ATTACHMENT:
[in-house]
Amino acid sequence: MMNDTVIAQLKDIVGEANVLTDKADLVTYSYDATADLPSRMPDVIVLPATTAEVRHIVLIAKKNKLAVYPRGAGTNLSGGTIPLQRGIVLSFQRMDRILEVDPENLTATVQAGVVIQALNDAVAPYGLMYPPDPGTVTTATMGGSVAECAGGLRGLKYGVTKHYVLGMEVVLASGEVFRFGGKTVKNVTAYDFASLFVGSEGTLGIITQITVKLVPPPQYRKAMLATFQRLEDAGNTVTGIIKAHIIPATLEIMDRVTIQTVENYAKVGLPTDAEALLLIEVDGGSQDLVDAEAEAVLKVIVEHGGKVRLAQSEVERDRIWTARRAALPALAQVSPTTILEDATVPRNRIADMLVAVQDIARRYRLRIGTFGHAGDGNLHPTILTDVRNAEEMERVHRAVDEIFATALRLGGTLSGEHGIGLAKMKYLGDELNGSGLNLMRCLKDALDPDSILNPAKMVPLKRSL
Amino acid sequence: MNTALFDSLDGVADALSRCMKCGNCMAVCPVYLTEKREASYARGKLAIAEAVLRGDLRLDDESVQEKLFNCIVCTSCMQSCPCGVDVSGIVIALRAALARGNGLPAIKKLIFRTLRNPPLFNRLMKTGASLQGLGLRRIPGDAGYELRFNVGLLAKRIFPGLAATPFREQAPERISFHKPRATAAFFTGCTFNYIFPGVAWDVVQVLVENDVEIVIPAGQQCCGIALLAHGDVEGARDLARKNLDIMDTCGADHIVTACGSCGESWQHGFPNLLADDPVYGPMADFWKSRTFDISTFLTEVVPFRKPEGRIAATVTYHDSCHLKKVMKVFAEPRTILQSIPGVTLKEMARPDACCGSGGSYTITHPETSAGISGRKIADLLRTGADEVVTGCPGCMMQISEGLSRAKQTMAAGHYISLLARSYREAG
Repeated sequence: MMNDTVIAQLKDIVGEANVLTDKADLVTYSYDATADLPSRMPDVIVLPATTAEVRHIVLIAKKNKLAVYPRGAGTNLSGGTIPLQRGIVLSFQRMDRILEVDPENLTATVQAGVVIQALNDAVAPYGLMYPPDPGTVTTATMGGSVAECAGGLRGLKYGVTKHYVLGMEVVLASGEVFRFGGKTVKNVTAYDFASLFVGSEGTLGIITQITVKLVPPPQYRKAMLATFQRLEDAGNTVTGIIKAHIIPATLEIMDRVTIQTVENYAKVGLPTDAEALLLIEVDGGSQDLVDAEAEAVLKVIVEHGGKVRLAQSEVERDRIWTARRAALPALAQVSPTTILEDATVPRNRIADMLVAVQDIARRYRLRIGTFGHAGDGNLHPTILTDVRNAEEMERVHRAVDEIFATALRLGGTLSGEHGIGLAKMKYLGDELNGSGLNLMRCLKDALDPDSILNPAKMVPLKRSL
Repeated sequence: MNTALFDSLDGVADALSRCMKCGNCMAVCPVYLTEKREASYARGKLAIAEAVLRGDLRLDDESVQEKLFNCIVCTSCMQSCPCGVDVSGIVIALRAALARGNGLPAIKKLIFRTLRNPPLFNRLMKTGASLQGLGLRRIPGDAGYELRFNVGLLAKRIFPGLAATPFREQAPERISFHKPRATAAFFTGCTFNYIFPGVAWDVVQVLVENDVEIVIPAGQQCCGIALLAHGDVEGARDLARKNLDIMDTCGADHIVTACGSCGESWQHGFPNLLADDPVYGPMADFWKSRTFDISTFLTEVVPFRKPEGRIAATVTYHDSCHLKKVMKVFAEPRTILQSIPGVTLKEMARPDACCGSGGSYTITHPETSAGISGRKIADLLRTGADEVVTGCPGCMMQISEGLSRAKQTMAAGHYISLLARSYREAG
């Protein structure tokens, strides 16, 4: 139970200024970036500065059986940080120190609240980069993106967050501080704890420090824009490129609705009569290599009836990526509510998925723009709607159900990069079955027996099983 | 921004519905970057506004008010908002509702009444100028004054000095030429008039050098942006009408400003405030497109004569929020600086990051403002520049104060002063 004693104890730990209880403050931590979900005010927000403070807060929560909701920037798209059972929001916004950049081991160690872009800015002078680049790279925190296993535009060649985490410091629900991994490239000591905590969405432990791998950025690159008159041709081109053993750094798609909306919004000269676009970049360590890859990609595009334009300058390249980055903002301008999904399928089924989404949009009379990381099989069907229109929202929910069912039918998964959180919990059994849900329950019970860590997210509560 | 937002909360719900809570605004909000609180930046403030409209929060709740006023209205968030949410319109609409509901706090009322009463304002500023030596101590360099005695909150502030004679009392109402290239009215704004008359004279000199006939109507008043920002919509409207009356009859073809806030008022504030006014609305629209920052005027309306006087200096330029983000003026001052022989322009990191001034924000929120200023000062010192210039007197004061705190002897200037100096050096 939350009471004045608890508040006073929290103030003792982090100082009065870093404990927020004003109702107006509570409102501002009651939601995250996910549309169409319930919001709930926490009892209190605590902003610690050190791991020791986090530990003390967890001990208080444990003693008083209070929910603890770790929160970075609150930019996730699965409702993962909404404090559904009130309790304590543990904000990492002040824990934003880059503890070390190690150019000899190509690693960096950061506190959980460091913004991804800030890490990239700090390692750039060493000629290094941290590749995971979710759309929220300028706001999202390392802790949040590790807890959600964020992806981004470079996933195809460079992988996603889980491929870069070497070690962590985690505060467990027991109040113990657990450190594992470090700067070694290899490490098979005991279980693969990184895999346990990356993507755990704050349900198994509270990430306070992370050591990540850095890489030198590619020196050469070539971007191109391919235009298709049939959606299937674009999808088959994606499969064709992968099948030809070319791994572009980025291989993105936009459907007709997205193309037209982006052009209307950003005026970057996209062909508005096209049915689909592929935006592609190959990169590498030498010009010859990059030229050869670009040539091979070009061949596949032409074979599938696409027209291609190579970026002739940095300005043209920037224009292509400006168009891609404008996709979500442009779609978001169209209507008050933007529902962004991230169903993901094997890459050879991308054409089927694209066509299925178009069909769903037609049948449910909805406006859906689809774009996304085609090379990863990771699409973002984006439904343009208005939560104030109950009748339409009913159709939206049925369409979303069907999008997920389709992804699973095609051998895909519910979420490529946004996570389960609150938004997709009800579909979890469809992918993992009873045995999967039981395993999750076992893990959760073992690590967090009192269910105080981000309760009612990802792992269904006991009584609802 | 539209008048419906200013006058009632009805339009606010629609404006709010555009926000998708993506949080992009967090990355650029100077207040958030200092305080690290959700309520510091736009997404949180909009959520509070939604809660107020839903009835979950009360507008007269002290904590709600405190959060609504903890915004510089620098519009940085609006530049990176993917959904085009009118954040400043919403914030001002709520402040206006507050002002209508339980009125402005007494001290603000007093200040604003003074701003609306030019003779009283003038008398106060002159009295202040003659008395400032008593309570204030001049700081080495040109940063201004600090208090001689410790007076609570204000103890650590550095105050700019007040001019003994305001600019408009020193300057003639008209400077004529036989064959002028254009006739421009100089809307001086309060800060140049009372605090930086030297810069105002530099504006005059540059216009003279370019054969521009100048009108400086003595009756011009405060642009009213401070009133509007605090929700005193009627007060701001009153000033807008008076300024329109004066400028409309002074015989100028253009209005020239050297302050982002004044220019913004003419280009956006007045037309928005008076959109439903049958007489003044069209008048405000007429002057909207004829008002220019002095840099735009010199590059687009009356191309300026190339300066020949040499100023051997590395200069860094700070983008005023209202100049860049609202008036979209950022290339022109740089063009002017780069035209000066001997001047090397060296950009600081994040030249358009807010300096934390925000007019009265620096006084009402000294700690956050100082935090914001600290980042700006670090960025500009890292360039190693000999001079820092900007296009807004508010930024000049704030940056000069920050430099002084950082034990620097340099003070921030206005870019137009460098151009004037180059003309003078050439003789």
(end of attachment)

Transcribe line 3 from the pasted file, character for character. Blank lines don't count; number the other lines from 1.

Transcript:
Amino acid sequence: MNTALFDSLDGVADALSRCMKCGNCMAVCPVYLTEKREASYARGKLAIAEAVLRGDLRLDDESVQEKLFNCIVCTSCMQSCPCGVDVSGIVIALRAALARGNGLPAIKKLIFRTLRNPPLFNRLMKTGASLQGLGLRRIPGDAGYELRFNVGLLAKRIFPGLAATPFREQAPERISFHKPRATAAFFTGCTFNYIFPGVAWDVVQVLVENDVEIVIPAGQQCCGIALLAHGDVEGARDLARKNLDIMDTCGADHIVTACGSCGESWQHGFPNLLADDPVYGPMADFWKSRTFDISTFLTEVVPFRKPEGRIAATVTYHDSCHLKKVMKVFAEPRTILQSIPGVTLKEMARPDACCGSGGSYTITHPETSAGISGRKIADLLRTGADEVVTGCPGCMMQISEGLSRAKQTMAAGHYISLLARSYREAG